José Rivera’s play about the optimism of first love contrasts with the realities of aging, sickness, and fidelity in this play staged at the Goodman. When Flora offers her husband Eusebio, who is bed-ridden and unable to speak following a stroke, the chance to end his pain with an overdose of pills, Eusebio slurs, “Wysshh ewyu, Foohah.” (“With you, Flora.”) The difficulties of a lifetime of marriage ultimately cannot compare to love felt by two people married for over 50 years.
In Need of a Rest – Grand Concourse (2015)
Shelley, a nun beaten down by years of running a soup kitchen, spends most of Heidi Schreck’s play fighting her own conflicts and being under-appreciated. However, when Frog has a mental episode, Shelley is able to convince Frog to take his meds and go home because “I think after all they’ve put you through, you deserve to rest.” This scene is an ode to how we all, sometimes, deserve to fall asleep and wake up to a new day.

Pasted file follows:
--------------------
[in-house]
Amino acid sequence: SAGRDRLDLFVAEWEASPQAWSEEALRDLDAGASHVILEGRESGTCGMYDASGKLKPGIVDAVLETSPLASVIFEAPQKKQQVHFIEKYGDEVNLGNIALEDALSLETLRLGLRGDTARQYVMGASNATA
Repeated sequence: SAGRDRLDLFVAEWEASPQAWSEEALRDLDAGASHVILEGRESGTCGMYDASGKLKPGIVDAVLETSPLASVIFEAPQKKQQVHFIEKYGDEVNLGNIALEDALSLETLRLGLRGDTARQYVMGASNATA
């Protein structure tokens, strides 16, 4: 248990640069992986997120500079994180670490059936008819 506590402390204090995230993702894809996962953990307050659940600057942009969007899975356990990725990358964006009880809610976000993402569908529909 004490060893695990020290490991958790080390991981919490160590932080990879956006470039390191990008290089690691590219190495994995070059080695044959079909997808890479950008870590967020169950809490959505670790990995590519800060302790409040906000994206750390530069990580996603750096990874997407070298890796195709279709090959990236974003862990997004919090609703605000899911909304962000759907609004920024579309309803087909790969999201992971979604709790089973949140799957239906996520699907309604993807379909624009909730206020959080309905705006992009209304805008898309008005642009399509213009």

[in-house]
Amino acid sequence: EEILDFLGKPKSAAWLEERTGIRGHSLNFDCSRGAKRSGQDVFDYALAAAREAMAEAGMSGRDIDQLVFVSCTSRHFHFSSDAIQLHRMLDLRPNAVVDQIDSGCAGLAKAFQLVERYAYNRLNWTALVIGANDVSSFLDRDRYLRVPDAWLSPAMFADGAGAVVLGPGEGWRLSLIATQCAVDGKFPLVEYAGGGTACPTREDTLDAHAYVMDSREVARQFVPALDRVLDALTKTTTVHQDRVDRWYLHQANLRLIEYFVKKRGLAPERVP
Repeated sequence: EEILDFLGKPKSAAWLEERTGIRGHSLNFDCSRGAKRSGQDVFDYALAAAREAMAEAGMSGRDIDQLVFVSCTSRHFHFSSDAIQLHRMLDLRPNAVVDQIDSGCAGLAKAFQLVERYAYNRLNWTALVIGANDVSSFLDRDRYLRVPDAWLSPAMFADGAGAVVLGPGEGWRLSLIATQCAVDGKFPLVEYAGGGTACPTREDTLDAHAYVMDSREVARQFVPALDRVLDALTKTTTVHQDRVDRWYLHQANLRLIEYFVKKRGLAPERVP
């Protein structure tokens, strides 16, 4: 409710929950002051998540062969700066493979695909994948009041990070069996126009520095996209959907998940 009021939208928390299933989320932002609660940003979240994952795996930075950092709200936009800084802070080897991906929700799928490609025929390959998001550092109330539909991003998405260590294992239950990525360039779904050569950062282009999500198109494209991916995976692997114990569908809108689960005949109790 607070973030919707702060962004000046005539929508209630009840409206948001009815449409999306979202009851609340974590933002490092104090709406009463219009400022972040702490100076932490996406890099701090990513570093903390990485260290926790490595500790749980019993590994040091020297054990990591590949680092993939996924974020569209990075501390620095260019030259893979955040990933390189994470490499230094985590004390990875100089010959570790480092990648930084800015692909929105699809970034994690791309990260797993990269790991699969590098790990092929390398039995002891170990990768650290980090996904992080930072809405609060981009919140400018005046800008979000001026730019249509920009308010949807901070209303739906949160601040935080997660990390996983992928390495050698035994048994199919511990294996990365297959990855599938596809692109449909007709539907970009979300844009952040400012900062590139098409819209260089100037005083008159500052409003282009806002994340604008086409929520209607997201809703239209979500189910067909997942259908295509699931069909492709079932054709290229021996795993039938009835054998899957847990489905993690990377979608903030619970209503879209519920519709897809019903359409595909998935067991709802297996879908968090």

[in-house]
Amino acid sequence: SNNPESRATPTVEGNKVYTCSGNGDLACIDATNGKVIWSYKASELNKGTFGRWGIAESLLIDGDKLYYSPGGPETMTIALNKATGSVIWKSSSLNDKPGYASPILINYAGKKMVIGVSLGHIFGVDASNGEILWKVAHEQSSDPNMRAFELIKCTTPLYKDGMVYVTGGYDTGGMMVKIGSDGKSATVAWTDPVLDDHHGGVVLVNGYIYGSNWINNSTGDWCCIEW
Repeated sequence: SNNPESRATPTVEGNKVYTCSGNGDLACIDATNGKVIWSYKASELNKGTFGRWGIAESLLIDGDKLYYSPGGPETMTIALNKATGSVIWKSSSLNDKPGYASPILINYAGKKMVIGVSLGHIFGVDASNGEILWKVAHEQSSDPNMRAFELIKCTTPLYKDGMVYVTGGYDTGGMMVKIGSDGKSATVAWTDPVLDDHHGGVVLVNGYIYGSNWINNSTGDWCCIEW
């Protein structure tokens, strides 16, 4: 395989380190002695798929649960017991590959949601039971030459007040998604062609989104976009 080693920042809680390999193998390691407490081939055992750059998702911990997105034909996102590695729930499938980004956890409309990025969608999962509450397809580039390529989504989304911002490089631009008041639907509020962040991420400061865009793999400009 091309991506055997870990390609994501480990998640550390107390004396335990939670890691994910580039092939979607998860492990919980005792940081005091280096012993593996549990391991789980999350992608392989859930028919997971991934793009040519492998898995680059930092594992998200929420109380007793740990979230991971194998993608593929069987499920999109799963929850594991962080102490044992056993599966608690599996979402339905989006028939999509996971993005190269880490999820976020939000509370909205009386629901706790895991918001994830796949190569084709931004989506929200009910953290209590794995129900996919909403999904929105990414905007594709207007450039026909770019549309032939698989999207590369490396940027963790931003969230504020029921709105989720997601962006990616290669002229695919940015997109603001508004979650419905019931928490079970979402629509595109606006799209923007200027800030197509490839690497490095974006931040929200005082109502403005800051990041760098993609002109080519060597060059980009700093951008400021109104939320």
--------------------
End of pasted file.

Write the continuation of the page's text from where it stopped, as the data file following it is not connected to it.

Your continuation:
The Fourth Confession – Circle Mirror Transformation (2017)
Marty, while leading an improvisational acting class for four people, initiates a game where everyone writes an anonymous secret on a slip of paper. When the secrets are read, Marty (and the audience) are faced with the shock that her husband (a member of the class) has confessed to loving another women. This scene of revelation by Annie Baker is a moment where a character must maintain composure even as her life is publicly shattered.
The Story I Should Have Told – Twilight Bowl (2019)
Clarice tells Jaycee (now on parole), who she has not spoken to in three years, that she remembers the time during their junior year of high school when she and her mother had to go to a shelter to escape her abusive father. Clarice only had the clothes she was sleeping in, which included an embarrassing shirt with a unicorn on it. When Clarice arrived to school for a third consecutive day wearing that embarrassing shirt, Jaycee slipped her a paper bag with four nice shirts inside. “That’s the story I wish I’d told once,” Clarice tells Jaycee. For these two characters, maturity is defined by the moment Clarice is able to collapse her tough exterior and express her appreciation for her friend.